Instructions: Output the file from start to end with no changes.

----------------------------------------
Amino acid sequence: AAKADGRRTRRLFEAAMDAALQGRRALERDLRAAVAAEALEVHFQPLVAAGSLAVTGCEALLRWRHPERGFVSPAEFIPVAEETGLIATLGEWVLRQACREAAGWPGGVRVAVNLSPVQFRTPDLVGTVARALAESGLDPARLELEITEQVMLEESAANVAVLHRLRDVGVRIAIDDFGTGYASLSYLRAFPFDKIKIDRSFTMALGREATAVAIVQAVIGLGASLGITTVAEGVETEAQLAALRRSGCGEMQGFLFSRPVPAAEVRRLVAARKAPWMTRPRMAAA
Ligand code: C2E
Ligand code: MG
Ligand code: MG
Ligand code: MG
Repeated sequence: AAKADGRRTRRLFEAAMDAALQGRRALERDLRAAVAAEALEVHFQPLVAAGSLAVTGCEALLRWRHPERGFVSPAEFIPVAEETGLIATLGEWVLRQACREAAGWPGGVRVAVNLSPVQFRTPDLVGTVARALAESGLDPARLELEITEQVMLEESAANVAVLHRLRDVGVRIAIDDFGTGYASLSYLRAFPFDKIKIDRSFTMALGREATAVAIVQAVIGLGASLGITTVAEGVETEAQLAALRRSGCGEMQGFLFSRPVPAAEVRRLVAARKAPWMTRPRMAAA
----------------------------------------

Amino acid sequence: AAKADGRRTRRLFEAAMDAALQGRRALERDLRAAVAAEALEVHFQPLVAAGSLAVTGCEALLRWRHPERGFVSPAEFIPVAEETGLIATLGEWVLRQACREAAGWPGGVRVAVNLSPVQFRTPDLVGTVARALAESGLDPARLELEITEQVMLEESAANVAVLHRLRDVGVRIAIDDFGTGYASLSYLRAFPFDKIKIDRSFTMALGREATAVAIVQAVIGLGASLGITTVAEGVETEAQLAALRRSGCGEMQGFLFSRPVPAAEVRRLVAARKAPWMTRPRMAAA
Ligand code: C2E
Ligand code: MG
Ligand code: MG
Ligand code: MG
Repeated sequence: AAKADGRRTRRLFEAAMDAALQGRRALERDLRAAVAAEALEVHFQPLVAAGSLAVTGCEALLRWRHPERGFVSPAEFIPVAEETGLIATLGEWVLRQACREAAGWPGGVRVAVNLSPVQFRTPDLVGTVARALAESGLDPARLELEITEQVMLEESAANVAVLHRLRDVGVRIAIDDFGTGYASLSYLRAFPFDKIKIDRSFTMALGREATAVAIVQAVIGLGASLGITTVAEGVETEAQLAALRRSGCGEMQGFLFSRPVPAAEVRRLVAARKAPWMTRPRMAAA